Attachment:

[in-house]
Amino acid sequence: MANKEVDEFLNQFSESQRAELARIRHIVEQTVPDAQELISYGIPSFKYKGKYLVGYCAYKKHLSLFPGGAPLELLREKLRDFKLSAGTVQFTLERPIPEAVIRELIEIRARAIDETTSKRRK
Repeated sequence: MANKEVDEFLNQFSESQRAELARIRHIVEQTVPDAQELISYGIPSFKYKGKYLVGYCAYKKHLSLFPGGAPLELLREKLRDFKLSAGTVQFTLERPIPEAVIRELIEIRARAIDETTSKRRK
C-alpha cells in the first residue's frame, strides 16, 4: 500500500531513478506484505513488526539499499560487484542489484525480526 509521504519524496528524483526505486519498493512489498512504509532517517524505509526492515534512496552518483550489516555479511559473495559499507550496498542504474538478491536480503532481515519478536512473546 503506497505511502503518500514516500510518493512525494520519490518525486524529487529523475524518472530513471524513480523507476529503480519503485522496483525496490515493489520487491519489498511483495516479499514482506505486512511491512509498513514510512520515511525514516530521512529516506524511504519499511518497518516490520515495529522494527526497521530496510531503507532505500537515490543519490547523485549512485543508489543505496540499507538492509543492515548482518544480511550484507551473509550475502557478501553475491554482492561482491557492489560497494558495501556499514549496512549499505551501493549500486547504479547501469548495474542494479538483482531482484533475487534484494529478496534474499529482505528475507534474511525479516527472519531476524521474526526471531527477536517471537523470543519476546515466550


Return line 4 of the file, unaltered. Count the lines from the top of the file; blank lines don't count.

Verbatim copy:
C-alpha cells in the first residue's frame, strides 16, 4: 500500500531513478506484505513488526539499499560487484542489484525480526 509521504519524496528524483526505486519498493512489498512504509532517517524505509526492515534512496552518483550489516555479511559473495559499507550496498542504474538478491536480503532481515519478536512473546 503506497505511502503518500514516500510518493512525494520519490518525486524529487529523475524518472530513471524513480523507476529503480519503485522496483525496490515493489520487491519489498511483495516479499514482506505486512511491512509498513514510512520515511525514516530521512529516506524511504519499511518497518516490520515495529522494527526497521530496510531503507532505500537515490543519490547523485549512485543508489543505496540499507538492509543492515548482518544480511550484507551473509550475502557478501553475491554482492561482491557492489560497494558495501556499514549496512549499505551501493549500486547504479547501469548495474542494479538483482531482484533475487534484494529478496534474499529482505528475507534474511525479516527472519531476524521474526526471531527477536517471537523470543519476546515466550